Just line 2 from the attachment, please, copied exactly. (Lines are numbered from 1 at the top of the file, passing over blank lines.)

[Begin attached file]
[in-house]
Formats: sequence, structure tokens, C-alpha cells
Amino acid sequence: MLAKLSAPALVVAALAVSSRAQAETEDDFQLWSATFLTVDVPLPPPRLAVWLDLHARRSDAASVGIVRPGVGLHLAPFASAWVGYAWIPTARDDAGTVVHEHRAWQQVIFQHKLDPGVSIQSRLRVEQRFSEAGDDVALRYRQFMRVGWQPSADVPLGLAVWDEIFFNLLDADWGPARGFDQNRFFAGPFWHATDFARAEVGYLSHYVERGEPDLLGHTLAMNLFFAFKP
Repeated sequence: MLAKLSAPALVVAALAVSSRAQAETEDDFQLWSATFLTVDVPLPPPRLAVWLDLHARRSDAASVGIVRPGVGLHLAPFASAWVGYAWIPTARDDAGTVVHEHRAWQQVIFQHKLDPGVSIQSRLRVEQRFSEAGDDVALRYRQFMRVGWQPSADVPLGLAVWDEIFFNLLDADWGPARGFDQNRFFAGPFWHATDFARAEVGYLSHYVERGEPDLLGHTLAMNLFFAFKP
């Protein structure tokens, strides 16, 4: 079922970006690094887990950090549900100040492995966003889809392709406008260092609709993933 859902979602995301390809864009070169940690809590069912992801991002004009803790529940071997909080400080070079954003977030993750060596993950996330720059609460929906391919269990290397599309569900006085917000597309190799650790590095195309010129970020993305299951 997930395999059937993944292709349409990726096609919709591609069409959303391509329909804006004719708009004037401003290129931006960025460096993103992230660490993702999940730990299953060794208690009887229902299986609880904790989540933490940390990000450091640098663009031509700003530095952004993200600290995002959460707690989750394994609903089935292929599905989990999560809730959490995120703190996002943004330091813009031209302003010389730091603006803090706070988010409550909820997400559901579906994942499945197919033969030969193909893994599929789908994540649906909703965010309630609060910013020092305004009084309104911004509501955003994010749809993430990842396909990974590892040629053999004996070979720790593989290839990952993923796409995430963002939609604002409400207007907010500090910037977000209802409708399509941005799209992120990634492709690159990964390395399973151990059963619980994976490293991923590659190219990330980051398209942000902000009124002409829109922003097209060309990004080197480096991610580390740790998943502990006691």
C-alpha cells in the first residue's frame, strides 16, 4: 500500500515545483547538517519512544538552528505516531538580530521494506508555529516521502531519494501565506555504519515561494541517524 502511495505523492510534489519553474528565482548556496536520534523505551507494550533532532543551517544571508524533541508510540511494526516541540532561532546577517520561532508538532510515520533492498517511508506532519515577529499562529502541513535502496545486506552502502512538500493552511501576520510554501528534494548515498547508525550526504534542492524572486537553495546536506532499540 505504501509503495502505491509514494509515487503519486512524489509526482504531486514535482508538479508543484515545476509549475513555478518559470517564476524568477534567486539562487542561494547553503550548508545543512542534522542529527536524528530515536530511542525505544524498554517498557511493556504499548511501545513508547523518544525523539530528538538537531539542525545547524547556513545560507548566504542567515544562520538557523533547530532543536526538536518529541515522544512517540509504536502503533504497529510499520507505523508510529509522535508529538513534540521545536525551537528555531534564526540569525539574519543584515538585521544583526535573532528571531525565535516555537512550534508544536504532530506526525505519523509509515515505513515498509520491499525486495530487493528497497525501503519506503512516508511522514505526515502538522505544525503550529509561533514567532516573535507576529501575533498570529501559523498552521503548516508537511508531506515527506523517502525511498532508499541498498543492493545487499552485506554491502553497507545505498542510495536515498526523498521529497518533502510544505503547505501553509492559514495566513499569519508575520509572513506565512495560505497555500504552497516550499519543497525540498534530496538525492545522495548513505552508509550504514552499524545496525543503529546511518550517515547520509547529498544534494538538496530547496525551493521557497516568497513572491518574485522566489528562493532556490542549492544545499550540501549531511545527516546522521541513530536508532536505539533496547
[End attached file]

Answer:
Formats: sequence, structure tokens, C-alpha cells